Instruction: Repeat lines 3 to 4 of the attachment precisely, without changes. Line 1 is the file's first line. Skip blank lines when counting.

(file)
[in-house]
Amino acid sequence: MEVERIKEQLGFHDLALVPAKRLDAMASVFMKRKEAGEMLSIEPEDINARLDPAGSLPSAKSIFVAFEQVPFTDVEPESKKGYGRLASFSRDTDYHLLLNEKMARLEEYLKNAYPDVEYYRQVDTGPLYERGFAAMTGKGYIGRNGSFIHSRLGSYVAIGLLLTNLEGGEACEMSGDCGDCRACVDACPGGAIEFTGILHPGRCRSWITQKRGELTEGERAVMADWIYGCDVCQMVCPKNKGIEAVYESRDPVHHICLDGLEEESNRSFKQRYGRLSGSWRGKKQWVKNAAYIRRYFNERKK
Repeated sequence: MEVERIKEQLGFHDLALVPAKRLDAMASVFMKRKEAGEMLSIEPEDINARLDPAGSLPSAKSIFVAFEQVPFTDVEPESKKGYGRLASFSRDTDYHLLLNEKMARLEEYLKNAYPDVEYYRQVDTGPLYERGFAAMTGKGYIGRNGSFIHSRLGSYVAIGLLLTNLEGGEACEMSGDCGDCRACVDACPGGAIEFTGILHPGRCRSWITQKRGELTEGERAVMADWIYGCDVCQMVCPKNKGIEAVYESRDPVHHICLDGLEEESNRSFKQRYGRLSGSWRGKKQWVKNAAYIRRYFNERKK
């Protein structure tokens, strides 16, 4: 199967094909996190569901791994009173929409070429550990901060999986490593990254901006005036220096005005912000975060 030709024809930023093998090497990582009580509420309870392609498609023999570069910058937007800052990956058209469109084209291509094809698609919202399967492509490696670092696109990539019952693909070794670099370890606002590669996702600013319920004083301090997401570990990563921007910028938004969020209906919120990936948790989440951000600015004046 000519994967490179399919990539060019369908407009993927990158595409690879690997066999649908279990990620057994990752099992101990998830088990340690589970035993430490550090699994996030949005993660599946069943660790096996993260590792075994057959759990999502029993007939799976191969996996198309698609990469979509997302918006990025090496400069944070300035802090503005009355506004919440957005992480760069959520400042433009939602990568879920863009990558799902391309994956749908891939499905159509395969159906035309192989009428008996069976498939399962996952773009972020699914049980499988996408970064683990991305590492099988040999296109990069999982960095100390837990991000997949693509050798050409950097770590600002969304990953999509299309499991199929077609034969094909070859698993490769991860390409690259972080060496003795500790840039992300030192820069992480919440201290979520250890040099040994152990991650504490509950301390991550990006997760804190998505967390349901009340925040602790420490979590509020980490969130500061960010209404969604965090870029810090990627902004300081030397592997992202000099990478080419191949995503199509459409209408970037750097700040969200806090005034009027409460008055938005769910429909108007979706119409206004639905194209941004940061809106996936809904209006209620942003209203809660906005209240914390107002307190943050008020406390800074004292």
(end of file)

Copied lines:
Repeated sequence: MEVERIKEQLGFHDLALVPAKRLDAMASVFMKRKEAGEMLSIEPEDINARLDPAGSLPSAKSIFVAFEQVPFTDVEPESKKGYGRLASFSRDTDYHLLLNEKMARLEEYLKNAYPDVEYYRQVDTGPLYERGFAAMTGKGYIGRNGSFIHSRLGSYVAIGLLLTNLEGGEACEMSGDCGDCRACVDACPGGAIEFTGILHPGRCRSWITQKRGELTEGERAVMADWIYGCDVCQMVCPKNKGIEAVYESRDPVHHICLDGLEEESNRSFKQRYGRLSGSWRGKKQWVKNAAYIRRYFNERKK
């Protein structure tokens, strides 16, 4: 199967094909996190569901791994009173929409070429550990901060999986490593990254901006005036220096005005912000975060 030709024809930023093998090497990582009580509420309870392609498609023999570069910058937007800052990956058209469109084209291509094809698609919202399967492509490696670092696109990539019952693909070794670099370890606002590669996702600013319920004083301090997401570990990563921007910028938004969020209906919120990936948790989440951000600015004046 000519994967490179399919990539060019369908407009993927990158595409690879690997066999649908279990990620057994990752099992101990998830088990340690589970035993430490550090699994996030949005993660599946069943660790096996993260590792075994057959759990999502029993007939799976191969996996198309698609990469979509997302918006990025090496400069944070300035802090503005009355506004919440957005992480760069959520400042433009939602990568879920863009990558799902391309994956749908891939499905159509395969159906035309192989009428008996069976498939399962996952773009972020699914049980499988996408970064683990991305590492099988040999296109990069999982960095100390837990991000997949693509050798050409950097770590600002969304990953999509299309499991199929077609034969094909070859698993490769991860390409690259972080060496003795500790840039992300030192820069992480919440201290979520250890040099040994152990991650504490509950301390991550990006997760804190998505967390349901009340925040602790420490979590509020980490969130500061960010209404969604965090870029810090990627902004300081030397592997992202000099990478080419191949995503199509459409209408970037750097700040969200806090005034009027409460008055938005769910429909108007979706119409206004639905194209941004940061809106996936809904209006209620942003209203809660906005209240914390107002307190943050008020406390800074004292």